Volume 13, Number 48 (7-2009)                   JWSS 2009, 13(48): 133-150 | Back to browse issues page

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Modares sanavi M, Amini dehagh M, GHolamhoseni M, Panj tan dost M. Effect of Different Air and Root-Zone Temperature on Yield and Nitrogen Fixation of Three Annual Medics. JWSS. 2009; 13 (48) :133-150
URL: http://jstnar.iut.ac.ir/article-1-1027-en.html

Abstract:   (19202 Views)
In order to study the effect of air and root-zone temperature on yield, yield components, nodulation and nitrogen fixation of three annual medics, an experiment was conducted in controlled environment (growth chamber) at the Faculty of Agriculture, Tarbiat Modares University in 2006. The experiment was performed as a spilt split plot with the layout of completely randomized design with three replications. Air temperature at three levels including 15/10, 20/15 and 25/20ºC day/night, four levels of root-zone temperatures including 5, 10, 15 and 20ºC and three annual medics (Medicago polymorpha, M. radiata and M. rigidula) were randomized to main plot, sub plot and sub sub plot units, respectively. The results showed that there were significant differences among annual medics for dry matter production, yield components and nitrogen fixation. M. rigidula produced more leaves, stems and root dry matter, leaf and stem to root ratio, leaf number and area and forage yield than other annual medics. Also, three annual medics at 25/20ºC day/night air temperature (the highest one) produced more nodulation dry matter (8.85 mg/pot) and nitrogen fixation (7.7 mg/g dry matter) than other temperatures. Plants at the former temperature produced 8 and 2 times more nodulation and nitrogen fixation than 15/10ºC day/night air temperature (the lowest one), respectively. Low root-zone temperature up to 5ºC had severely negative effect on yield and nitrogen fixation in the three studied annual medics. Interaction among annual medics, air and root-zone temperatures showed that M. rigidula was better than other annual medics for yield, nodulation and nitrogen fixation at 25ºC air temperature and 15ºC root-zone temperature . The result showed that M. rigidula had normal growth and development compared with other annual medics at low root-zone temperatures. Thus, M. rigidula may be a better annual medic for cultivation in cold and moderate regions. Therefore, in the zones where soil temperature is lower than 5ºC during the season, cultivation of annual medics is not successful, but in the zones where soil temperature is greater than 10ºC, annual medics have normal growth and produce average yield due to better nitrogen fixation.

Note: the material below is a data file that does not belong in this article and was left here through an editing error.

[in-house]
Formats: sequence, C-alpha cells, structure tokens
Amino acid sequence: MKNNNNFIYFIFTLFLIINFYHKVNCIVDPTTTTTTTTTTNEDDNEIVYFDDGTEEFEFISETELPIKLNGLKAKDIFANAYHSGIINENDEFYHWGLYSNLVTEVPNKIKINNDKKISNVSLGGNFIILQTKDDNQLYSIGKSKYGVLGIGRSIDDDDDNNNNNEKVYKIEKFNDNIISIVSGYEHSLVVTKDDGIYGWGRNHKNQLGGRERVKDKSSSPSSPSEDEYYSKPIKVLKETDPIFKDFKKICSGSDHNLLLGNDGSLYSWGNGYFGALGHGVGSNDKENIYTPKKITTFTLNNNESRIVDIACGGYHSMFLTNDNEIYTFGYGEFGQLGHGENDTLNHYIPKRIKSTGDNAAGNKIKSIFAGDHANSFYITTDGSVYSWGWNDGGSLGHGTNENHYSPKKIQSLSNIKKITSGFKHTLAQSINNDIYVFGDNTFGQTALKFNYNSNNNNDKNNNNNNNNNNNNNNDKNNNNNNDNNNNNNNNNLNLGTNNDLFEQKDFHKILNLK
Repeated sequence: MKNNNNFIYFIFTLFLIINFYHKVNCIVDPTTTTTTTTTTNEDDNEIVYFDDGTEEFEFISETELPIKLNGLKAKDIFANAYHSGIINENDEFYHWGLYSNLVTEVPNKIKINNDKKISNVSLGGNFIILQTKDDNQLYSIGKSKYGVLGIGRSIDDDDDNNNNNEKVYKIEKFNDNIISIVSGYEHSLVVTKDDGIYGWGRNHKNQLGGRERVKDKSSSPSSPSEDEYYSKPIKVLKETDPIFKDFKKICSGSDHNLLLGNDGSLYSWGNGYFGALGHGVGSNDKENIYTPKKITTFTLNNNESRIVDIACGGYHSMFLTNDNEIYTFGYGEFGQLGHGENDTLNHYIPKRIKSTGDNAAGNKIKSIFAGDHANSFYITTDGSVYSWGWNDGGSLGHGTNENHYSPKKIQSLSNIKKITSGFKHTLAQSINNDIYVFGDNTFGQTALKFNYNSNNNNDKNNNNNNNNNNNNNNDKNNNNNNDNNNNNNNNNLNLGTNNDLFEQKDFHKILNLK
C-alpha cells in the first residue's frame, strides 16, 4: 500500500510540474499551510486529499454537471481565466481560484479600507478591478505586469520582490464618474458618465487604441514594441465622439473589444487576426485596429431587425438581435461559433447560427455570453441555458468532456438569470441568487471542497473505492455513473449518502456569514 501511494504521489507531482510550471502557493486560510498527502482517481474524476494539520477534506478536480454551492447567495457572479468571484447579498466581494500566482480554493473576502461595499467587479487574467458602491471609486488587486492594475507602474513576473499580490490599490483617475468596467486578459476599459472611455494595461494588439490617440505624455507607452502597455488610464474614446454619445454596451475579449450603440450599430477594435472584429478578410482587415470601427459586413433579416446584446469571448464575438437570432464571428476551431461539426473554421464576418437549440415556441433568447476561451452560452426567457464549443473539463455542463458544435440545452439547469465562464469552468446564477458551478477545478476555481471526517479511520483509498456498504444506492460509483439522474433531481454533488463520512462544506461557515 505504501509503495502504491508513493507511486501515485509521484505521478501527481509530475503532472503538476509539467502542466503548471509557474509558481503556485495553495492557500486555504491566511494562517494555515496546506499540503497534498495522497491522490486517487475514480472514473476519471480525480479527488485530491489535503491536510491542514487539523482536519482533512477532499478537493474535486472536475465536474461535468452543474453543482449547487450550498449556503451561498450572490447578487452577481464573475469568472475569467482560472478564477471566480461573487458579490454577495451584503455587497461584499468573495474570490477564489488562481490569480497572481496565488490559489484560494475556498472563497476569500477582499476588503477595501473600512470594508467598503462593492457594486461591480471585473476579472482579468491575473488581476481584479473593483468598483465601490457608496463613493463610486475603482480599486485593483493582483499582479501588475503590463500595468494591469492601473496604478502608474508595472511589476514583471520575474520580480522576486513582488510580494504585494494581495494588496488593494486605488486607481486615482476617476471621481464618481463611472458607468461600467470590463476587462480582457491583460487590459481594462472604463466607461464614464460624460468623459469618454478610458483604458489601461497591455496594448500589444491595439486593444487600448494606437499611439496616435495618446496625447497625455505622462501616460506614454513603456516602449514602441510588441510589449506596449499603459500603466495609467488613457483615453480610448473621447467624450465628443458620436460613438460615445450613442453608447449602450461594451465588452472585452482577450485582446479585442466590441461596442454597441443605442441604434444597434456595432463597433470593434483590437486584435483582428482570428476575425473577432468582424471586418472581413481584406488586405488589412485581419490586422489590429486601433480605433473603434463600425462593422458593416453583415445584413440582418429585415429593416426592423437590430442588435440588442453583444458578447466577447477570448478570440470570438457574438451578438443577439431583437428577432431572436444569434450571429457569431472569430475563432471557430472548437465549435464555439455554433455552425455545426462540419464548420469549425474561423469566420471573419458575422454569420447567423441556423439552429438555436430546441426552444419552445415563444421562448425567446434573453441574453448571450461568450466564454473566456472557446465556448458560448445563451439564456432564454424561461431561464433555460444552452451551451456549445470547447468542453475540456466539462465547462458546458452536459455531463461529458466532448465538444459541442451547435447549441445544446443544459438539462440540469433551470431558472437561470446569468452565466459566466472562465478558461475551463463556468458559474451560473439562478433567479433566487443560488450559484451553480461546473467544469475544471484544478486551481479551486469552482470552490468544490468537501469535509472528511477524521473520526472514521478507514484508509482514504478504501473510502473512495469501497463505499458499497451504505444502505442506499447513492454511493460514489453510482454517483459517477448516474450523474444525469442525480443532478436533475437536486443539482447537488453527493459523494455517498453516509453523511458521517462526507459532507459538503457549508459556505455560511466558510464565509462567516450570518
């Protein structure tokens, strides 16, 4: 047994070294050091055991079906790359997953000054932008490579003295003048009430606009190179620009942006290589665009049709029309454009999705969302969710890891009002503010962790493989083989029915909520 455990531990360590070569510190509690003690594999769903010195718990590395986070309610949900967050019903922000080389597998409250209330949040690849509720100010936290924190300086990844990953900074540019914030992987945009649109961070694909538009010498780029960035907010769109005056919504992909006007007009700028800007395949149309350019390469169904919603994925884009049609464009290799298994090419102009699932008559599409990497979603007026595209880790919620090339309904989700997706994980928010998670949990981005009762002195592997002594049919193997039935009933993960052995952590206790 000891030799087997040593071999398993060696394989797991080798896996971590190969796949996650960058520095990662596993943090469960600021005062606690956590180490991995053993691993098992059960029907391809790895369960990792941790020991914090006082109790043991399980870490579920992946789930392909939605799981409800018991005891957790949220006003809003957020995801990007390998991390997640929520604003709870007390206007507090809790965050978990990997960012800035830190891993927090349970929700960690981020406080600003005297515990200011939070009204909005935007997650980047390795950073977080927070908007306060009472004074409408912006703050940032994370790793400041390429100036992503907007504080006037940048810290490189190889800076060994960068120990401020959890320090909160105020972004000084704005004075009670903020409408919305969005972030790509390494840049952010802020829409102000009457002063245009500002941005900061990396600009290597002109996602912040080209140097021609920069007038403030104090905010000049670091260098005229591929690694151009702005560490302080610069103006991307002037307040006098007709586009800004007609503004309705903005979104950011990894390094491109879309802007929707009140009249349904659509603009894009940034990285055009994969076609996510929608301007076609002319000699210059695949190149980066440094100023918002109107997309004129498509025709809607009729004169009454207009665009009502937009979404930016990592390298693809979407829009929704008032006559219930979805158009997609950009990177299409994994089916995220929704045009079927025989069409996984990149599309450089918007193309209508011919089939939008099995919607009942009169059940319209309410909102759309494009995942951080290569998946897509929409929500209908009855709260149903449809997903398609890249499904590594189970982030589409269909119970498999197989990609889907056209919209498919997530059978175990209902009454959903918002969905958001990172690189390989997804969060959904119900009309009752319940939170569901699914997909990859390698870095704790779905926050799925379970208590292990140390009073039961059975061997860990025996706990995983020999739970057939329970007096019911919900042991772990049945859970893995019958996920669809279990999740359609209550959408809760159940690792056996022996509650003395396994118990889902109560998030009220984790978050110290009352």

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Type of Study: Research | Subject: Ggeneral
Received: 2010/04/19

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